If you’re craving some sweet treats, make sure to stop by Fenocchio, the best ice cream shop I’ve ever had in France. When I came by lunch, there was already a huge line but the line faded fast in about 5 minutes. If you’re unsure which flavor to get, go for their signature traditional flavor and you’re good to go!

Marche aux Fleurs Cours Saleya


Slurping on my ice cream while bounding for Marche aux Fleurs Cours Saleya. This bustling flower market is packed with people living their colorful trading life. The delicate aroma of flowers injects the air with a dream-like beauty. 


Other sections of the market are catered to fresh vegetables, fruits, olive oil, soap, and other commodities. The stalls are open from Monday to Thursday.


If time allows, spend over an hour here looking for some fresh salad or fruit for lunch. There are many sidewalk eateries along the sides of the market where the food is decent and affordable.

Tackle a Small Hike up the Parc du Château for a View over La baie des Anges


Also known as Castle Hill to tourists, Parc du Château is a historic hilltop park dotted with a military fortress. It offers some of the most brilliant views over La baie des Anges (Bay of Angels), a majestic crescent-shaped bay pressed against the turquoise ocean. 

Hiking up the castle is part of the fun if your fitness level allows. At the end of the hike, take a stroll around the castle and rest up with a scenic view over the warm sunshine, the beaches, and the promenades. 

Alternatively, there’s also a lift sending you to the castle in just a few minutes. But please keep in mind it’s gonna be crowded though!

Promenade des Anglais


Promenade des Anglais is an inseparable part of the Bay of Angels. Its claim to fame is the stretching sand shoreline running from the airport on the west to the east. This is a great place to enjoy a leisure stroll or get on a bike to feel the ocean breeze kissing your hair. 


The shore is covered with large pebbles so make sure to watch your steps! Along the way, benches are placed facing the sea where you can take a seat and watch life go by.

4 Best Areas to Stay in Nice (Plus Recommended Hotels in Each Area)

Nice Old Town: is within a few minutes from the beach and the main promenade, comprising a wide range of the most visited hotels for both budget-friendly travelers and fancy trips.

Best Hotel in Nice Old Town: Hôtel Rossetti

Nice New Town: is a trendy neighborhood surrounding a huge pedestrian-only avenue located in the core of Nice. This is the best area to stay in Nice for retail therapy or to benefit from the major transport hubs.

Best Hotel in Nice New Town: Hôtel The Jay by HappyCulture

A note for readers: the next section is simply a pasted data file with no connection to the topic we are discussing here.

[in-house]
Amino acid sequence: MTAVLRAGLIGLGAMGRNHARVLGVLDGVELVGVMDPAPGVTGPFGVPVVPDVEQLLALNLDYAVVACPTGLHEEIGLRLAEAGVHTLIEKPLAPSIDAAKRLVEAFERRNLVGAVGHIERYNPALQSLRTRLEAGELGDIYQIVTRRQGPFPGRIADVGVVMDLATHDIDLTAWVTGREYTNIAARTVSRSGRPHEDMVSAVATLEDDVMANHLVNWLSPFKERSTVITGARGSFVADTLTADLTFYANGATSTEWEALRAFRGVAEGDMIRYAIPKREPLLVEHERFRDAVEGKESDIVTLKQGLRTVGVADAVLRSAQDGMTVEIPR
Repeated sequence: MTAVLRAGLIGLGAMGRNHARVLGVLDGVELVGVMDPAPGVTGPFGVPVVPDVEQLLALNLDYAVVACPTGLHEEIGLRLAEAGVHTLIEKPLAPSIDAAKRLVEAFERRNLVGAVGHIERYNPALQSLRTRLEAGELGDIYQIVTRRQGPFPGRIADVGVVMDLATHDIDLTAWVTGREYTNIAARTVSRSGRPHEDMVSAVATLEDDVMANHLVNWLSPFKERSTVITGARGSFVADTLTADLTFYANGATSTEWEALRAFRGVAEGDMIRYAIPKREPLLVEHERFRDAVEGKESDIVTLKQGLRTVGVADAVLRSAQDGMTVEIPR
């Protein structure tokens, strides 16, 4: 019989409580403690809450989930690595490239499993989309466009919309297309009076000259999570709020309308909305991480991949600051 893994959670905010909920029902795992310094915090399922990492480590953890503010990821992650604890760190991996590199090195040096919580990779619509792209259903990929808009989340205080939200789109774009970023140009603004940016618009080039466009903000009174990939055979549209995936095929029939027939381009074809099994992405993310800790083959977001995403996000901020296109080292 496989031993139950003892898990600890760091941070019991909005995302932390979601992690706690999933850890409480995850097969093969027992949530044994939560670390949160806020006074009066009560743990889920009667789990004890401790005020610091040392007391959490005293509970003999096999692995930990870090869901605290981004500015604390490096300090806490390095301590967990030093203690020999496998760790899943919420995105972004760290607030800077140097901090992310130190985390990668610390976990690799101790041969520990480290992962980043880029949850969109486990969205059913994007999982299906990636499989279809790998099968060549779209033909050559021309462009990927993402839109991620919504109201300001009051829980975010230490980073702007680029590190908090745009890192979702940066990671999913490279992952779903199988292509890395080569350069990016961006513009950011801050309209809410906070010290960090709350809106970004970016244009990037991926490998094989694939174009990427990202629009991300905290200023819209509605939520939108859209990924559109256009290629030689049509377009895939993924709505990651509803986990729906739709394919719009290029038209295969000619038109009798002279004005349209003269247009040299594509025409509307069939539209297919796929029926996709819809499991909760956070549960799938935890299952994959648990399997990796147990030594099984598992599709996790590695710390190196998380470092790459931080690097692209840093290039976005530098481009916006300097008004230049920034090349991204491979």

Gare de Nice Ville: is a central train station area if you wish to curate your holiday around the day trips and getting around to different parts of the city or nearby towns out of Nice.

Best Hotel Near Gare de Nice Ville: Nice Hotel Cote D’Azur

Promenade des Anglais: is the top call to chill, swim, engage in water sports, or simply soak in the sunshine at a beach bar’ patio.

Best Hotel in Promenade des Anglais: Le Negresco

3 Best Dishes to Inspire Your Taste Buds in Nice

Rene Socca

Socca: is a thin, crusty chickpea pancake that is very popular in Nice with a soft, hearty filling. They grill it inside a wooden oven and garnish it with pepper. Socca takes the Old Town by storm with multiple places offering rich and crunchy recipes like Chez Pipo, Chez Theresa, and Chez Rene Socca.

Salade Niçoise: is a world-renowned salad using tomatoes, radish, onion, black olives, hard-boiled eggs, tuna, and anchovies before they drizzle some olive oil all over. Chez Acchiardo and Le Safari are two highly-visited places to get your authentic Salade Niçoise at the ready.

Plateau de Fruits de Mer: is a famous seafood dish that goes by a full-on bowl of raw and cooked seafood served inside a large metal place over ice. The most common seafood is usually raw oysters, clams, snails, whelks, and cooked gambas. Le Café de Turin, La Gauloise, and Coquillages André are all worth checking out.

Soupe de Poisson: is a distinctive, rich French fish soup originating in Marseilles. In Nice, Le Safari and Le Bistro Gourmand are some of the coolest places dishing up their own soup recipes served with croutons, rouille spread, and grated gruyere.

Final Words: Where Else Can You Go from Nice?

One of my favorite things about the French Riviera is how it serves as a centerpiece to walk your way around nearby towns for a day trip. I spent 2 lovely days in Nice but you can stay a little longer before moving somewhere else. 

One of the most popular day trips from Nice is to Monaco. I decided to take a day trip from Nice to Monaco on the last day to get some fresh air and see something different. You can get on a train and visit Monaco in under half an hour departing from Gare de Nice Ville to Monte Carlo.